Wednesday, March 12, 2014

Flip Flap Farm


Shurkeys, and Chows, and Mabbits, so fun! This is a really clever book that allows readers to flip the the pages around to make all sorts of interesting animals. Ever wondered how a pig would look balanced on little chicken legs? This is the book for you.  

The basic set up: there are eleven pages of actual animals. The animal is on the right, two paragraphs of information about that animal on the left, and the animal's name running vertically down the edge of the page. The fun part is that each page is split in half, which means you can flip the top or the bottom half to create 121 animal combinations. Sheep upper and squirrel lower makes a Shirrel - an animal that provides fleece for wool and scurries around burying acorns. We love the Dow: dog upper half and cow lower half. Great for herding sheep and provides milk!

Scheffler did a fantastic job sizing the animals and making them line up just right, so the new combinations look proportionate and funny as heck. There is also something about the way the eyes are drawn, so it seems as though the animal is looking directly at the reader, kind of like they are in on the joke. "I have turkey legs. What do you think about that?" We were pretty much cracking up making silly animal combinations and picturing them running around in real life. Really fun book!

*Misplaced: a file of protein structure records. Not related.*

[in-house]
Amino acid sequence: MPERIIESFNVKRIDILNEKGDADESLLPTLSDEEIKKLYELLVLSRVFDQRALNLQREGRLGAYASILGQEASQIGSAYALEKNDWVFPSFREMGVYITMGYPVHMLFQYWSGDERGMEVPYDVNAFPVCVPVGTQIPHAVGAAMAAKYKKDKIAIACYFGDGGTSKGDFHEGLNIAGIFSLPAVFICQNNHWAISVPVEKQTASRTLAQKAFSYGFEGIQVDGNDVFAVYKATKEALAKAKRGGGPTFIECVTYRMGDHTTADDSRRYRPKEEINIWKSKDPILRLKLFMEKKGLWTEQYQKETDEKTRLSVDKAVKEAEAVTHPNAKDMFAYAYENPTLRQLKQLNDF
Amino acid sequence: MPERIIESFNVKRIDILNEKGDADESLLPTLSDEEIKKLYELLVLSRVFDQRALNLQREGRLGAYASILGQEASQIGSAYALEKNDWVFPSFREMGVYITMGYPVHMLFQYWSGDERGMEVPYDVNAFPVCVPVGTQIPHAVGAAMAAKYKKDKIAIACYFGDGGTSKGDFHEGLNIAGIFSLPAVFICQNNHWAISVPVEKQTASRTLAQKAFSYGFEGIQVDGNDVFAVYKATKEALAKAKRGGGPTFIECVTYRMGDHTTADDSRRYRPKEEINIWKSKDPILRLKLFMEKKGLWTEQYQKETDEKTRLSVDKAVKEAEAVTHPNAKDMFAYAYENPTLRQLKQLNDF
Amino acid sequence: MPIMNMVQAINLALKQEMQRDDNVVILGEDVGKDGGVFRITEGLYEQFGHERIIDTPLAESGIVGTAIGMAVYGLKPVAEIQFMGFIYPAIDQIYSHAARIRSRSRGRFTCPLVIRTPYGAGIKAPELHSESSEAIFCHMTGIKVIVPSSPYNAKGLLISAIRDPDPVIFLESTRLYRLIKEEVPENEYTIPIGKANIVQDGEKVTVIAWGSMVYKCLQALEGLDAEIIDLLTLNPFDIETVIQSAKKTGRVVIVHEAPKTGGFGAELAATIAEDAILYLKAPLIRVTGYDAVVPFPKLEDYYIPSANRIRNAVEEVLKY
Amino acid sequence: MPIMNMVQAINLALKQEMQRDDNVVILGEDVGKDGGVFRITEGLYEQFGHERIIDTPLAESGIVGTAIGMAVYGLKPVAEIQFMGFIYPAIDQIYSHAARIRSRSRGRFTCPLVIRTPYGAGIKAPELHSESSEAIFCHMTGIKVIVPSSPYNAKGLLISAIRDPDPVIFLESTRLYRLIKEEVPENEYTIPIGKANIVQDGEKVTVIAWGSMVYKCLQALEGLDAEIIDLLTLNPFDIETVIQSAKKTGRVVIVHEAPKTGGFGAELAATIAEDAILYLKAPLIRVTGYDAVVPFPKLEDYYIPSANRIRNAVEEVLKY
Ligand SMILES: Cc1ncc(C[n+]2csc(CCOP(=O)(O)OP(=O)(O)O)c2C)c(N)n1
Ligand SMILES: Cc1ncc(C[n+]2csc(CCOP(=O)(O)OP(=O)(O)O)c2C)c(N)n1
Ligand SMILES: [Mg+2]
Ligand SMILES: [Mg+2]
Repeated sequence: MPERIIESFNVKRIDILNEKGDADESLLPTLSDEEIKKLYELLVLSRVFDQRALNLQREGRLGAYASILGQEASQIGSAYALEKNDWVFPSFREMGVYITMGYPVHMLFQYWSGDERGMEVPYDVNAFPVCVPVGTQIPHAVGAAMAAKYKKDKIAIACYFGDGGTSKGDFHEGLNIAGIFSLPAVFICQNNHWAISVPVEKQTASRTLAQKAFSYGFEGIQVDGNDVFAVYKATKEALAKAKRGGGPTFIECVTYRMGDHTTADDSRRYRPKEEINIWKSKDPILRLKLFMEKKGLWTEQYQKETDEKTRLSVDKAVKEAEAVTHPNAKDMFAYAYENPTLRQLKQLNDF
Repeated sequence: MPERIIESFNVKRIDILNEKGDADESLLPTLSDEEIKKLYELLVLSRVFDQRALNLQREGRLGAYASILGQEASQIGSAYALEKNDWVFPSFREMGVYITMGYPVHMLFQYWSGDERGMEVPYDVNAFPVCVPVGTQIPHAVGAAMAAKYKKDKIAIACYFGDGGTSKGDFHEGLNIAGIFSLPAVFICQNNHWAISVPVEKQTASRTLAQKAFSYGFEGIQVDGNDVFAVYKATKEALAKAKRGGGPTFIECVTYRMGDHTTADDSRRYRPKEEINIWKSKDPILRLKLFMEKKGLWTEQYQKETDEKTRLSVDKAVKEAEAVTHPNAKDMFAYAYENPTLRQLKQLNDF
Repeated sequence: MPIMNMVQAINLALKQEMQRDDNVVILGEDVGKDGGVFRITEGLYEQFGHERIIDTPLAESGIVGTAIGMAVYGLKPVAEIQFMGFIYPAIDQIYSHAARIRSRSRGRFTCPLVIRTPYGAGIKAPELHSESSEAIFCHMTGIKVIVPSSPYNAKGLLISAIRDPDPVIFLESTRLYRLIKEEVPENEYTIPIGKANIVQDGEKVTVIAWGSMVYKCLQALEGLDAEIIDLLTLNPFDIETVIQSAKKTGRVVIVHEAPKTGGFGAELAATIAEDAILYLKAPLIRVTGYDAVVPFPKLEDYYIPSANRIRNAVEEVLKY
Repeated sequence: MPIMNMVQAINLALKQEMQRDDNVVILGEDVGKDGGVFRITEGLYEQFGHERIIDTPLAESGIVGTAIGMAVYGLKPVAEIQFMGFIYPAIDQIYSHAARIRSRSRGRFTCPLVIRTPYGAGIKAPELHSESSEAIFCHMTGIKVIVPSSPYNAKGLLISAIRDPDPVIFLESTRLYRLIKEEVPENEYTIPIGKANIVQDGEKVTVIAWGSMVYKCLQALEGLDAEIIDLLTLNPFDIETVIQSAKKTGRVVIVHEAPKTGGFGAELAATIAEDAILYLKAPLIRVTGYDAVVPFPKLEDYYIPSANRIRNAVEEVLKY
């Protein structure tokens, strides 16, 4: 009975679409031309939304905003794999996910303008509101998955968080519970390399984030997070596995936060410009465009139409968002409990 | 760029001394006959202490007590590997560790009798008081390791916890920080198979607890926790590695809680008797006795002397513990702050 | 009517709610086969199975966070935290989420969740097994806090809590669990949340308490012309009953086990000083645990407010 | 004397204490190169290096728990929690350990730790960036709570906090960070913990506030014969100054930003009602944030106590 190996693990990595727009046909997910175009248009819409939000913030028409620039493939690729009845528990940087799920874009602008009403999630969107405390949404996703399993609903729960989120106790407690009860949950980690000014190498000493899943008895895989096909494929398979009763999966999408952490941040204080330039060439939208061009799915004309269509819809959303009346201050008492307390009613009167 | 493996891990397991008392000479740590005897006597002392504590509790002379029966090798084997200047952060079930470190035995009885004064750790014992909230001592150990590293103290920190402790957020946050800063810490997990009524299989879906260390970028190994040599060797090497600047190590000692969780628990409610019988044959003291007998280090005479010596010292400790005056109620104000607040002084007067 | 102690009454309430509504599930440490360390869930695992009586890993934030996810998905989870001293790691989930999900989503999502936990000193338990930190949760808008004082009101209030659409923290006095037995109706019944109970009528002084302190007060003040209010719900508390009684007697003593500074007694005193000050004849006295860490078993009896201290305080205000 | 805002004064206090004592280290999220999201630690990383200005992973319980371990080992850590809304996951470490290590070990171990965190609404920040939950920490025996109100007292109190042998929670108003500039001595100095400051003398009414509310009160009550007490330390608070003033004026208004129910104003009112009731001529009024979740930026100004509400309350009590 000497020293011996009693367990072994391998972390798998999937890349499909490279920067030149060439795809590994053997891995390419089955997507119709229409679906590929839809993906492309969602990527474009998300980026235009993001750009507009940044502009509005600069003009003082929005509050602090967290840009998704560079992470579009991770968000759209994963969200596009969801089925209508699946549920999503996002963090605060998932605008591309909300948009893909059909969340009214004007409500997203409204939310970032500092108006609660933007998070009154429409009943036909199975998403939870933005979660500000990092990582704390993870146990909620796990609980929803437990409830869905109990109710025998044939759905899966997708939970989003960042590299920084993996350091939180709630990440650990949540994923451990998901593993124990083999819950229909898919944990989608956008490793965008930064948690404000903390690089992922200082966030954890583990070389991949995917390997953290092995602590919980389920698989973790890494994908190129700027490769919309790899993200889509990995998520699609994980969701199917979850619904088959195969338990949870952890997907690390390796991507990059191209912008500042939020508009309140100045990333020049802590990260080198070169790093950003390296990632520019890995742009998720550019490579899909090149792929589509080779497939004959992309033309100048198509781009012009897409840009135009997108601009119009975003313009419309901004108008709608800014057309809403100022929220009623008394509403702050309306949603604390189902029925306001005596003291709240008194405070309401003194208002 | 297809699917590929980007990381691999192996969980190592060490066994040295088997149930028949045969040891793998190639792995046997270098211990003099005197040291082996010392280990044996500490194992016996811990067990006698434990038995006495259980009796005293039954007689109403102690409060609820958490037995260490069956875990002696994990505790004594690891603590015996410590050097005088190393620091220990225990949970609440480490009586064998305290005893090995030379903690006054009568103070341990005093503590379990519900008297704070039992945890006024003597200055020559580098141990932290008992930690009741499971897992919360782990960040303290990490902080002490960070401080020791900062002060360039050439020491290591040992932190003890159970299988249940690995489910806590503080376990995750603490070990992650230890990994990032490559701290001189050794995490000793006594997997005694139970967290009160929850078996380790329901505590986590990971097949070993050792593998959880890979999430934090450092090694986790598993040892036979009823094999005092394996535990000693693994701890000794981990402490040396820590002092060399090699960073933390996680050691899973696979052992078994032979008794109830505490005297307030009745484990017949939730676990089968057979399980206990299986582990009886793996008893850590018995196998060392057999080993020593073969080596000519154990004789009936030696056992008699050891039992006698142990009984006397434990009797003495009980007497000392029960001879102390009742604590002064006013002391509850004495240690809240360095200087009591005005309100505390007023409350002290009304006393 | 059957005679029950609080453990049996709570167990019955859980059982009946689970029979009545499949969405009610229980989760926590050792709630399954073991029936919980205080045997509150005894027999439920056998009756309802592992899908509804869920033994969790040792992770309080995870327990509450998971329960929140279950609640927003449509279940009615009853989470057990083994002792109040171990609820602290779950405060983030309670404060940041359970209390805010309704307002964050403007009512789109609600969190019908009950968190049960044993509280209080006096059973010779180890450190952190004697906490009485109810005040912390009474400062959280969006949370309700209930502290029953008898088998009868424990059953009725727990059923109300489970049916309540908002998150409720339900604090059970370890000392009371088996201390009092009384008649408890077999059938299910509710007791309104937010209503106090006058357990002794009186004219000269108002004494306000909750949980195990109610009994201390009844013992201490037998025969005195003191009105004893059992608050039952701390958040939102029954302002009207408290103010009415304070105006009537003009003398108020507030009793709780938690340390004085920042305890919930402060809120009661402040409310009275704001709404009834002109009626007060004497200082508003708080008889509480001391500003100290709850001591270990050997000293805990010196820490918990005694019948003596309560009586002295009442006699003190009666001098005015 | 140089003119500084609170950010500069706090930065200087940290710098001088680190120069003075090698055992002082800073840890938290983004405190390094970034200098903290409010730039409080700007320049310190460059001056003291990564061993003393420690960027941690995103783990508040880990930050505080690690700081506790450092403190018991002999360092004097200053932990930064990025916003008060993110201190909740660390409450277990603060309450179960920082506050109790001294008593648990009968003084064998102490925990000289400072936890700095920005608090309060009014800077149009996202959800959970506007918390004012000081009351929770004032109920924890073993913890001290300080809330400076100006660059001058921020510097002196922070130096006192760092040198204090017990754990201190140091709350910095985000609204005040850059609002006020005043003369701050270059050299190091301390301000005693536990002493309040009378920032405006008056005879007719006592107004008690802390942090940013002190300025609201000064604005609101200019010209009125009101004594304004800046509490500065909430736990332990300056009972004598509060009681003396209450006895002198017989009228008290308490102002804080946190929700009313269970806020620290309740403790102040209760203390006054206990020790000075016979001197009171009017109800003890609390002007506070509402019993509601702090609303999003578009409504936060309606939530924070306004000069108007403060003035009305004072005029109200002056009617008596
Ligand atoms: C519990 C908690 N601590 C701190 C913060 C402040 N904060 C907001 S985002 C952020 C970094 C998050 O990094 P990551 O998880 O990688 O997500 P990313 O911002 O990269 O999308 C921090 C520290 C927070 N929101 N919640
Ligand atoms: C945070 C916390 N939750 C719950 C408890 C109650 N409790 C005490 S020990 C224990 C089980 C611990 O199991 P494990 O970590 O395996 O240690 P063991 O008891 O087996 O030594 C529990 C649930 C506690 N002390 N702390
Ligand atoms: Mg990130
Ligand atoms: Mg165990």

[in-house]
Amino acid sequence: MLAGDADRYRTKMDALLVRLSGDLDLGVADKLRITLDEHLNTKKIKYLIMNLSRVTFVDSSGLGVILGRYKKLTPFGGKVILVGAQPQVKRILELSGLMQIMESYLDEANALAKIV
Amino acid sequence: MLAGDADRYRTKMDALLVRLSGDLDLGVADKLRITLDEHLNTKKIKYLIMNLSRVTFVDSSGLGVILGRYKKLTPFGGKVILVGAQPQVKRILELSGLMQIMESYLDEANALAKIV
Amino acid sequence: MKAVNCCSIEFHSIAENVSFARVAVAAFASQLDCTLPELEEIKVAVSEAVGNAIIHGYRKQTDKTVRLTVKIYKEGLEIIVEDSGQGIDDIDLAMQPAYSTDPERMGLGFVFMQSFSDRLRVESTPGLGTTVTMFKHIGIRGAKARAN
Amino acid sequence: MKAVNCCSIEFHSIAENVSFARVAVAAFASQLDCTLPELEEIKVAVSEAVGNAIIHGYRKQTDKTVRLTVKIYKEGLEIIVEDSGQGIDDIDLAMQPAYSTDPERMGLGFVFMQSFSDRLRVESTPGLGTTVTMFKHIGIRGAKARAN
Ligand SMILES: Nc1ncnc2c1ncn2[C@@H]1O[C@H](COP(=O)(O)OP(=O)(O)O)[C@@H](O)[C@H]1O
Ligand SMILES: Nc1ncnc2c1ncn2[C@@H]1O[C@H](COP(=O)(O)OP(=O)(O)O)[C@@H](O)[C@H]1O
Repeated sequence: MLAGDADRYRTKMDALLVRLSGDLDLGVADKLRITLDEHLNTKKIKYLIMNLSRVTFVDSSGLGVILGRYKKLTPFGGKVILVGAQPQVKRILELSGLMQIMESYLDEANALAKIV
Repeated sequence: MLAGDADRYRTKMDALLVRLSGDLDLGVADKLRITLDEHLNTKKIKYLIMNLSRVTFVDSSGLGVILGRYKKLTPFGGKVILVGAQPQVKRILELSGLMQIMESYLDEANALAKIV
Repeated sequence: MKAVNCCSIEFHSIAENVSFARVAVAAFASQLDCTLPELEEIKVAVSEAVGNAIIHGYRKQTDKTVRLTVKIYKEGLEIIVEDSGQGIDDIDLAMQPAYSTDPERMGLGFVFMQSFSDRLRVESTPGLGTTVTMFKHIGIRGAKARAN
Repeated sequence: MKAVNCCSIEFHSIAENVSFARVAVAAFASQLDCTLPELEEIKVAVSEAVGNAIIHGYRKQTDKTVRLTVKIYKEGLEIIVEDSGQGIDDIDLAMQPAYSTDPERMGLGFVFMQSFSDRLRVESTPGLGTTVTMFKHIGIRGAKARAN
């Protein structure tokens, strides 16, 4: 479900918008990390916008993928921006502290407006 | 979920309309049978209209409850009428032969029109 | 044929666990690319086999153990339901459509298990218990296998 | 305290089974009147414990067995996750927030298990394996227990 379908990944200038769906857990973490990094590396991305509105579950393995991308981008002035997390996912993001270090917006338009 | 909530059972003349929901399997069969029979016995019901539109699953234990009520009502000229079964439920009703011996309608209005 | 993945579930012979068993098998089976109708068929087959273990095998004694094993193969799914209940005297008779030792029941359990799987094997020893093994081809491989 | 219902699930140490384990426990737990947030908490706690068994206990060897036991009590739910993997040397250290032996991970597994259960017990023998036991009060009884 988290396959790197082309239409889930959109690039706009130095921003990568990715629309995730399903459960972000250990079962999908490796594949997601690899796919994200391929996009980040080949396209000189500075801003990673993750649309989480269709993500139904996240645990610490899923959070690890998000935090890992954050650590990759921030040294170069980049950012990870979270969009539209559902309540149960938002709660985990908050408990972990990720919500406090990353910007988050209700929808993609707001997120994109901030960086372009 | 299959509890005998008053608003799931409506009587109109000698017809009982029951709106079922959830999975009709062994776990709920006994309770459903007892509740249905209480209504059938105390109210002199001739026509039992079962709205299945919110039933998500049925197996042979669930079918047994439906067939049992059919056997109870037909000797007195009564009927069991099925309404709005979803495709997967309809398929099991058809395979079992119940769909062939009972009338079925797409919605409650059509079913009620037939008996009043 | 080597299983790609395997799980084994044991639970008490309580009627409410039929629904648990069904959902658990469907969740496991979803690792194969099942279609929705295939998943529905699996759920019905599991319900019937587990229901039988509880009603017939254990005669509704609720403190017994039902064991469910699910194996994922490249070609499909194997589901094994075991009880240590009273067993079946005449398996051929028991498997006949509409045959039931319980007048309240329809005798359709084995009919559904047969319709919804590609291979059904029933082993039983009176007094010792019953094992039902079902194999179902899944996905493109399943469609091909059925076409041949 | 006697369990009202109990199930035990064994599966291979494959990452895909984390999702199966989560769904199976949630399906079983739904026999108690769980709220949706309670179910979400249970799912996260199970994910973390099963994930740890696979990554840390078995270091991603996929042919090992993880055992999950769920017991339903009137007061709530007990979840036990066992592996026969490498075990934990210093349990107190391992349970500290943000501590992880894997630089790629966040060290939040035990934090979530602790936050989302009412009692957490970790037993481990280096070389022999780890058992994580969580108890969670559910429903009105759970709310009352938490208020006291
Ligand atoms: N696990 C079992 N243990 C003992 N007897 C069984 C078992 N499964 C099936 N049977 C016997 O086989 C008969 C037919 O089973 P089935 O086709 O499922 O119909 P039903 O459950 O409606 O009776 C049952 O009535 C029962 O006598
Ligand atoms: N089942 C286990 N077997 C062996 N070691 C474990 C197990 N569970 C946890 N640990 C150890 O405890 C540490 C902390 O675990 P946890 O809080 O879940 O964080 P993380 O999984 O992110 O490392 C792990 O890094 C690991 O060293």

Review copy provided by Nosy Crow. 
Saturday, January 25, 2014



Jon and Tucker Nichols 

I can see why this book is generating a lot of positive buzz. It's unusual, both in format and content. There's nothing I like better than taking a tour of someone's house. Reading this is exactly like that, although I'm pretty sure this guy has far more unusual items than the rest of us.

Alfred Crabtree has lost his false teeth. After a brief and fruitless search, he starts to organize all his belongings on the advice of his sister. Not only does Alfred has some very odd items, he also has some interesting methods of categorization. I found Alfred to be extremely compelling only five pages in, where he displays his collection of real ducks and decoys (including six spare eyeballs). And I knew we could be friends when I stumbled across his very large collection of Small Yapping Dogs.